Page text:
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Debt Market Monitor (August 2021)

Debt Market Monitor (August 2021) 5 Okt 2021

Liquidity has been described as oxygen for a financial system. Back in the fall of 2019, when the markets went a little fuddled, the Federal Reserve (The Fed) activated a Treasury and mortgage-backed securities (MBS) buying program and handed out repurchase agreements – essentially, they floated the Repurchase Agreement (or “repo”) market, providing much-needed liquidity for short-term overnight borrowing purposes. This happened again in March 2020; however, by July 2020, the last repo matured and was unwound, returning the market to approximate normalcy.  

Now, thanks to the massive liquidity that the Fed has poured into the system in response to COVID-19 via various quantitative easing (QE) programs, the banking system is very much feeling the strain of the significant amount of reserves amassed. The Fed owns more than US$7 trillion of Treasury securities and MBS. Can there be such a thing as too much liquidity? The Fed has started doing what are being called “reverse repos” which involve the Fed selling Treasury securities to counter parties and taking their cash, thereby draining liquidity from the market – the opposite of QE. In one fell swoop on May 20th, 2020, the Fed sold US$351 billion in Treasury securities through overnight reverse repos to 48 counter parties.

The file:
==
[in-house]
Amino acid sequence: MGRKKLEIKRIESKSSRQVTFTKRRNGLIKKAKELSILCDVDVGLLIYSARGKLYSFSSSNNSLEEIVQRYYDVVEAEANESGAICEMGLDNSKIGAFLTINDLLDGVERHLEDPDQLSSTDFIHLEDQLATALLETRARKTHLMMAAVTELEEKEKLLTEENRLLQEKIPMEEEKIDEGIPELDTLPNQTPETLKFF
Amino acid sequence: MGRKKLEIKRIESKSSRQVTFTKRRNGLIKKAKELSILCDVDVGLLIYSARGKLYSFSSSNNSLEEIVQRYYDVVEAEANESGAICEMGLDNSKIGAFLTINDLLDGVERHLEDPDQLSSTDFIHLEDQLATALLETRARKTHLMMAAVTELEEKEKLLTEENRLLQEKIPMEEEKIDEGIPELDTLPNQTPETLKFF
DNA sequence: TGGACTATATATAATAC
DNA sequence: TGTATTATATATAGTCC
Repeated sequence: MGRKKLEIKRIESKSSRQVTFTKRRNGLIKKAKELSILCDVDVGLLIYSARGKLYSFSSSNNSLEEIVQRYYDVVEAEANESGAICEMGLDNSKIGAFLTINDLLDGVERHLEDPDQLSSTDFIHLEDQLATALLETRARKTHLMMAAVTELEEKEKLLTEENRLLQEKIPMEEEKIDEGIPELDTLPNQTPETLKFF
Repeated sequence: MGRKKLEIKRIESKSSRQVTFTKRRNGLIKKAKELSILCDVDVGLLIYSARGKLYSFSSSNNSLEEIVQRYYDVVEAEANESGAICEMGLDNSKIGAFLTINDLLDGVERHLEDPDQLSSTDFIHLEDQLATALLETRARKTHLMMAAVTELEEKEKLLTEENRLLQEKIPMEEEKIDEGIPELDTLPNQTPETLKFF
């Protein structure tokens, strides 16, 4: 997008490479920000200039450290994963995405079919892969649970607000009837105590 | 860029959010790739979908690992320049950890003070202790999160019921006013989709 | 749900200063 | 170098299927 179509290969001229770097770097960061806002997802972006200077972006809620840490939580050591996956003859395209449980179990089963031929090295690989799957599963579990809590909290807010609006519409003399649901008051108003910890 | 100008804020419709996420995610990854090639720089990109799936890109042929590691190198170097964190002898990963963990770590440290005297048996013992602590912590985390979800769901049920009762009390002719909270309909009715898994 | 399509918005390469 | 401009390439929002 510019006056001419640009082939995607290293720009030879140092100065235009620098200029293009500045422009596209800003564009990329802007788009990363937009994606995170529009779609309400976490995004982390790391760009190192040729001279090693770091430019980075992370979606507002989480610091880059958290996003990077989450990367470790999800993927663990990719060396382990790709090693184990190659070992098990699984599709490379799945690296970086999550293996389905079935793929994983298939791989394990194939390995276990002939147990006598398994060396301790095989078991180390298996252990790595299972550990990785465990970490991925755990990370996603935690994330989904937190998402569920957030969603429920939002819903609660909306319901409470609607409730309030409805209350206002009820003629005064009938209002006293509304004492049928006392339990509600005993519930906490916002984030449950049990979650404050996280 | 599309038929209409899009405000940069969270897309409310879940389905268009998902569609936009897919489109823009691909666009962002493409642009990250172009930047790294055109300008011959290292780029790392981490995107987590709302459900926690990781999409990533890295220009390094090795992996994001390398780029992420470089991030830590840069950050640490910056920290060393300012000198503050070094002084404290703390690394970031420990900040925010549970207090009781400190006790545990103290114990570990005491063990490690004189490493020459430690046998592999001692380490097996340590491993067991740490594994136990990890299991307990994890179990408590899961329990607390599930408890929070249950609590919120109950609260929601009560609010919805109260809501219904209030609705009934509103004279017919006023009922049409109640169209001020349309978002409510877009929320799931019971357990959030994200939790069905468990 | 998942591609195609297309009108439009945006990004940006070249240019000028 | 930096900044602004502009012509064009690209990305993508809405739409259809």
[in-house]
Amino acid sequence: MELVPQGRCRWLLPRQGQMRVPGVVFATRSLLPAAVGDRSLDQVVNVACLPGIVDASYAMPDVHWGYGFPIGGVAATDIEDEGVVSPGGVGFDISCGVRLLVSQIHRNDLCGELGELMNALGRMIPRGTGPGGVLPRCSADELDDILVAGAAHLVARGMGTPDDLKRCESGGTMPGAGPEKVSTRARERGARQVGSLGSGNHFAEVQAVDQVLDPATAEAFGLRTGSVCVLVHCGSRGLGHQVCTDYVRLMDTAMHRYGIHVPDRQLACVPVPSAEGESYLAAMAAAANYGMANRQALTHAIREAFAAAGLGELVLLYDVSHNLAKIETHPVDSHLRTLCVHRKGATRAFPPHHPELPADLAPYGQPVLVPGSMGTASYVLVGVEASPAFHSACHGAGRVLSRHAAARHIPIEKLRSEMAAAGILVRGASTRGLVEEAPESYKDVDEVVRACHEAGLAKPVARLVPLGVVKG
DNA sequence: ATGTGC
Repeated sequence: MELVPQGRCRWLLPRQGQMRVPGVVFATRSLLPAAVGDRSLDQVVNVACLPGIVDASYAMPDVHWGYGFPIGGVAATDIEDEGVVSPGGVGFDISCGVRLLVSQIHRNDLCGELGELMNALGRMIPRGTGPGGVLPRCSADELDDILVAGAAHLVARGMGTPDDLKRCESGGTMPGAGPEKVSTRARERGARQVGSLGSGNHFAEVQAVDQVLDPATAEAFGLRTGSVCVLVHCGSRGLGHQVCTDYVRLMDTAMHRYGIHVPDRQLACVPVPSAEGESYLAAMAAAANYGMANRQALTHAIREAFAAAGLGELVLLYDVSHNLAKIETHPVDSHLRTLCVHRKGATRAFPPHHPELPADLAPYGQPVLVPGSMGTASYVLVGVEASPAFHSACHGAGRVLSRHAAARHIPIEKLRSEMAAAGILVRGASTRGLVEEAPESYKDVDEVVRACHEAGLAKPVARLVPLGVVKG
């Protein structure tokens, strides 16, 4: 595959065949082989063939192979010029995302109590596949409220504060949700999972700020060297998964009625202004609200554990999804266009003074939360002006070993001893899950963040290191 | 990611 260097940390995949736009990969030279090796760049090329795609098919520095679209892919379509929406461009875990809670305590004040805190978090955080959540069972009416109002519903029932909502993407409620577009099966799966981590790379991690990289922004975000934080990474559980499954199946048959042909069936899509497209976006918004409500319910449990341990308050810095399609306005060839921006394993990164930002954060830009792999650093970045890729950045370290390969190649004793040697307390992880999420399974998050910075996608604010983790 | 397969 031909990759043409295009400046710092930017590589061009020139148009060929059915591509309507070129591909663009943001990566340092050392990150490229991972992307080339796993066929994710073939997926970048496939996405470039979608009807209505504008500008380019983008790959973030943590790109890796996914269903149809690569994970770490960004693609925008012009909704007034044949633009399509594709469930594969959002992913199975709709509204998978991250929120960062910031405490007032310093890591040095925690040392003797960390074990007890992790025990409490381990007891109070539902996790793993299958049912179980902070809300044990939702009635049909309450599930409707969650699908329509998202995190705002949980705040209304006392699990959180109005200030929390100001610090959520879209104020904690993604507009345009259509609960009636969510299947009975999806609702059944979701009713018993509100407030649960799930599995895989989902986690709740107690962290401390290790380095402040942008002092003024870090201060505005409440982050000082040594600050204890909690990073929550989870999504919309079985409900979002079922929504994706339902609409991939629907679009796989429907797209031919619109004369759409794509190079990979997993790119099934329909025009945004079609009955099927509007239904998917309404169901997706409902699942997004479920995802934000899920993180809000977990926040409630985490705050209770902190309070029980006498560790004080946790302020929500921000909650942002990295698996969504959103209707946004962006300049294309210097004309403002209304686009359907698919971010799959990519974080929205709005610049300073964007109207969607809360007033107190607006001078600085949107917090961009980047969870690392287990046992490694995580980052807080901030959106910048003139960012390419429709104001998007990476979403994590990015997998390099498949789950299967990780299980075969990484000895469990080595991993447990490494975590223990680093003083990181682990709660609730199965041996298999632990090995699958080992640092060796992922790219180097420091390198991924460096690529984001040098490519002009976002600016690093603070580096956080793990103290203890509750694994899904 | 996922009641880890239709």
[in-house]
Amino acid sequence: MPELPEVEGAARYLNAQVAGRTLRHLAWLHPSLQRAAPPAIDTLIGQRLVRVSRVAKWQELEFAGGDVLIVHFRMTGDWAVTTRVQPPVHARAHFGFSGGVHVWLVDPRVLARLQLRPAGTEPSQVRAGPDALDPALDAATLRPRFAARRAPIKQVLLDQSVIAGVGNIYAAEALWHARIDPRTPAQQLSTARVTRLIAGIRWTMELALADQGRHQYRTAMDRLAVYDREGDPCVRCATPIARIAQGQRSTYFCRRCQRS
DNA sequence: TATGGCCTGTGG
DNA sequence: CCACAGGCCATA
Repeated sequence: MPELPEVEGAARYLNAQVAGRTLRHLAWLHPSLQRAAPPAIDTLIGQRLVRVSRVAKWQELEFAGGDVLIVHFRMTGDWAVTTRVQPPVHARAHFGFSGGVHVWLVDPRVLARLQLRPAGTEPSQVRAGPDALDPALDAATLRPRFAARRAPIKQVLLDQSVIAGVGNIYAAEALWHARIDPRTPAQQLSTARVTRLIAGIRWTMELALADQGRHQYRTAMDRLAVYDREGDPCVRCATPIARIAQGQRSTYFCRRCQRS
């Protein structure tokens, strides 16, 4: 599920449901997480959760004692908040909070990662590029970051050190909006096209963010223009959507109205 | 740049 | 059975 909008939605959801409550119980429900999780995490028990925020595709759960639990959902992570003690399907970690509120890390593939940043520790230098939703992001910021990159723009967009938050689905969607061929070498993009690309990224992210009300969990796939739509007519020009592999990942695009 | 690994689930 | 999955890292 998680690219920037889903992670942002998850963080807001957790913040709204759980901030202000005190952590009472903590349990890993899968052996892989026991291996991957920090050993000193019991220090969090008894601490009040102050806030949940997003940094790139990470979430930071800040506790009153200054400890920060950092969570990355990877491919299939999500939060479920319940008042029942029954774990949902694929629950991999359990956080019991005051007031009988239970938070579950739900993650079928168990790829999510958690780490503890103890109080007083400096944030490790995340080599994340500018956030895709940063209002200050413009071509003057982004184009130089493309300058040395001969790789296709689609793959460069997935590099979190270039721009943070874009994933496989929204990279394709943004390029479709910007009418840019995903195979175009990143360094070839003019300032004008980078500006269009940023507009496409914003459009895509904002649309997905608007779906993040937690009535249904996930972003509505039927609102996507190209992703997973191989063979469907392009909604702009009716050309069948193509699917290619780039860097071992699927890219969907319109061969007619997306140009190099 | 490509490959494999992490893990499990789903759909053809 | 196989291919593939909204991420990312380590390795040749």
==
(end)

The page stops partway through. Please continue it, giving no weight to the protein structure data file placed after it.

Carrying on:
Reverse repos are an indicator that the banking system is struggling to deal with the liquidity that the Fed has been injecting. The result is that there is some clamouring on Wall Street for the Fed to taper its QE purchases as the banking system is now awash in liquidity held as reserves on balance sheets.  

With one hand, as part of QE, the Fed is buying US $120 billion a month in Treasury securities and MBS and with the other, it is taking back US $351 billion through reverse repos, undoing nearly three months of QE. Some analysts describe this kind of activity as extreme and believe it has the potential to create some unintended and possibly not-so-nice side effects.  

It was Paul Volcker, the retired Chair of the Fed, who once said, “when I hear complaints about less liquidity, remember there is such a thing as too much liquidity.”

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